“African Pianism refers to a style of piano music which derives its characteristic idiom from the procedures of African percussion music as exemplified in bell patterns, drumming, xylophone and mbira music. It may use simple or extended rhythmic motifs or the lyricism of traditional songs and even those of African popular music as the basis of its rhythmic phrases. It is open ended as far as the use of tonal materials is concerned except that it may draw on the modal and cadential characteristics of traditional music.
“Its harmonic idiom may be tonal, atonal, consonant or dissonant in whole or in part, depending on the preferences of the composer, the mood or impressions he wishes to create or how he chooses to reinforce, heighten or soften the jaggedness of successive percussive attacks. In this respect the African composer does not have to tie himself down to any particular school of writing if his primary aim is to explore the potential of African rhythmic and tonal usages.”
Although I have felt the need for this kind of material even in the 1950s, most of the Twelve Pedagogical Pieces in this volume were written when the school of Performing Arts at the University of Ghana was established in the 1960s in order to give the African piano student being nurtured on simplified and original versions of Western piano repertoire something with African rhythmic and tonal flavour that may enrich his experience, shapes his orientation, sense of timing and coordination of rhythmic and tonal events.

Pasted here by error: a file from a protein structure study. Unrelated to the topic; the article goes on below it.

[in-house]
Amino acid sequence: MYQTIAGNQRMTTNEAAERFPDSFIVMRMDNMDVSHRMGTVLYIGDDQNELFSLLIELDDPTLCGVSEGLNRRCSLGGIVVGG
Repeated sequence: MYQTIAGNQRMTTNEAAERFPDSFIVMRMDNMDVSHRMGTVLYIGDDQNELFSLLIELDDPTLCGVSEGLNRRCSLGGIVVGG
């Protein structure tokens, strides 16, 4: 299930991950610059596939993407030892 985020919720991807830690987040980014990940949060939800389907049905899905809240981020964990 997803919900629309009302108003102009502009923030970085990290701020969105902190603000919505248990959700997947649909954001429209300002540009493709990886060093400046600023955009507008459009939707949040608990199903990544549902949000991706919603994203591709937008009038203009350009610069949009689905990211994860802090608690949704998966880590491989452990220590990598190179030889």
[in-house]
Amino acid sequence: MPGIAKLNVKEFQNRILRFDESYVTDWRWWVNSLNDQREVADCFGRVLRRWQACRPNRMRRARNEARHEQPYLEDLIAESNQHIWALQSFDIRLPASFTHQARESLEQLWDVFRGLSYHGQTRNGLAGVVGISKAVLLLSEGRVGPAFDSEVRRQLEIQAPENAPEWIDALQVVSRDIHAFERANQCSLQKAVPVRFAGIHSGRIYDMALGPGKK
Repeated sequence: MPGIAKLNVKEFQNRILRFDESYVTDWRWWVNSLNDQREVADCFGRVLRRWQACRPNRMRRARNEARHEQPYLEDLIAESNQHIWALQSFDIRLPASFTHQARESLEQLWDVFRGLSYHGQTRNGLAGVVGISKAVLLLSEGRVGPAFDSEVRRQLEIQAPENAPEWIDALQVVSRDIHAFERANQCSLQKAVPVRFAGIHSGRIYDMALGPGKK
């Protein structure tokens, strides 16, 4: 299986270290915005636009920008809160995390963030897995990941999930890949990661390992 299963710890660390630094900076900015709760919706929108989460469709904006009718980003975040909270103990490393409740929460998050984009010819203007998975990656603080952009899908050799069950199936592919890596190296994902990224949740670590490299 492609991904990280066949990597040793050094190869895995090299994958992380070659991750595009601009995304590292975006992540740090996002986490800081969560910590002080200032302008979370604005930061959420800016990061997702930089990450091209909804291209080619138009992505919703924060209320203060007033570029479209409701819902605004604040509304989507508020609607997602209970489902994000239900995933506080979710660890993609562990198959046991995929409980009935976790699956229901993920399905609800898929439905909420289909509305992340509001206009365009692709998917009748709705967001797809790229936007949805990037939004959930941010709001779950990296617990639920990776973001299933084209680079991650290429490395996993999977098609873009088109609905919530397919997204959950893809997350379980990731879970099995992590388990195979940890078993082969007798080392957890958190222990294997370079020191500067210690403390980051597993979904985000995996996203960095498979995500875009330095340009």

As the titles of the pieces indicate, I have used a variety of traditional and popular sources as the basis of the compositions. Each source establishes a framework of rhythmic and tonal configuration from which a few idiomatic derivatives are made and used in the inner and outer structures of the piece in such a way as to create a perpetual feeling of propulsive motion. Each piece is sustained by a particular quality of motion created in this manner.
As in traditional African practice each piece can be repeated once or twice except where a definite closure is indicated by a retard. The pianist can also select a number of them and play them as a suite. A few of them such as the Volta Fantasy and Meditation can stand on their own as concert pieces and have been presented in that manner by both African and Western pianist. It is my hope, there- fore, that some of the pedagogical pieces will be of general interest. – J. H. Kwabena Nketia